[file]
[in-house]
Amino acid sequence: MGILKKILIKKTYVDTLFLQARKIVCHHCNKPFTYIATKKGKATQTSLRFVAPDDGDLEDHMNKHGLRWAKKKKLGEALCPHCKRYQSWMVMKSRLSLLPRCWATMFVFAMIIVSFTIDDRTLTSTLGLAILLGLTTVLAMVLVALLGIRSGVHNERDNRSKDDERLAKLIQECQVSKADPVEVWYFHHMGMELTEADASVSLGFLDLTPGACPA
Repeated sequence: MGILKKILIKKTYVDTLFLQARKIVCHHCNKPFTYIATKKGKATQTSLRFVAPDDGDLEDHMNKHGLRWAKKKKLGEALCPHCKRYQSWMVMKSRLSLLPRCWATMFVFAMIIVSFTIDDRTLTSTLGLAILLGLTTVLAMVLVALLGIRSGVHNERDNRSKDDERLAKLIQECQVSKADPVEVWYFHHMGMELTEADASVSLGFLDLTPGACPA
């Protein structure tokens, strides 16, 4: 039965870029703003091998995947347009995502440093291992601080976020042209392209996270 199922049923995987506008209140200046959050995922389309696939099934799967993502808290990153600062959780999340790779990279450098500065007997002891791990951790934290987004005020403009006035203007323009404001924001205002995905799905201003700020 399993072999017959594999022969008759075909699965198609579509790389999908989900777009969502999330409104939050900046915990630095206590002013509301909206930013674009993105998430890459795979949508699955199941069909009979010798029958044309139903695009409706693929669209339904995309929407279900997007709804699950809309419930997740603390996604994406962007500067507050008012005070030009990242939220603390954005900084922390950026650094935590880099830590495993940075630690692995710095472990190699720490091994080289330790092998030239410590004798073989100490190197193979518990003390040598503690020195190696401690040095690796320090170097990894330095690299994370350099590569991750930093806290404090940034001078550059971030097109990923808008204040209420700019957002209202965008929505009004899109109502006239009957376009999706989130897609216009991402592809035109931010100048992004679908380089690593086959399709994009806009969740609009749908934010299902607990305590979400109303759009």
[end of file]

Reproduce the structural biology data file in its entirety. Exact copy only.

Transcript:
[in-house]
Amino acid sequence: MGILKKILIKKTYVDTLFLQARKIVCHHCNKPFTYIATKKGKATQTSLRFVAPDDGDLEDHMNKHGLRWAKKKKLGEALCPHCKRYQSWMVMKSRLSLLPRCWATMFVFAMIIVSFTIDDRTLTSTLGLAILLGLTTVLAMVLVALLGIRSGVHNERDNRSKDDERLAKLIQECQVSKADPVEVWYFHHMGMELTEADASVSLGFLDLTPGACPA
Repeated sequence: MGILKKILIKKTYVDTLFLQARKIVCHHCNKPFTYIATKKGKATQTSLRFVAPDDGDLEDHMNKHGLRWAKKKKLGEALCPHCKRYQSWMVMKSRLSLLPRCWATMFVFAMIIVSFTIDDRTLTSTLGLAILLGLTTVLAMVLVALLGIRSGVHNERDNRSKDDERLAKLIQECQVSKADPVEVWYFHHMGMELTEADASVSLGFLDLTPGACPA
């Protein structure tokens, strides 16, 4: 039965870029703003091998995947347009995502440093291992601080976020042209392209996270 199922049923995987506008209140200046959050995922389309696939099934799967993502808290990153600062959780999340790779990279450098500065007997002891791990951790934290987004005020403009006035203007323009404001924001205002995905799905201003700020 399993072999017959594999022969008759075909699965198609579509790389999908989900777009969502999330409104939050900046915990630095206590002013509301909206930013674009993105998430890459795979949508699955199941069909009979010798029958044309139903695009409706693929669209339904995309929407279900997007709804699950809309419930997740603390996604994406962007500067507050008012005070030009990242939220603390954005900084922390950026650094935590880099830590495993940075630690692995710095472990190699720490091994080289330790092998030239410590004798073989100490190197193979518990003390040598503690020195190696401690040095690796320090170097990894330095690299994370350099590569991750930093806290404090940034001078550059971030097109990923808008204040209420700019957002209202965008929505009004899109109502006239009957376009999706989130897609216009991402592809035109931010100048992004679908380089690593086959399709994009806009969740609009749908934010299902607990305590979400109303759009």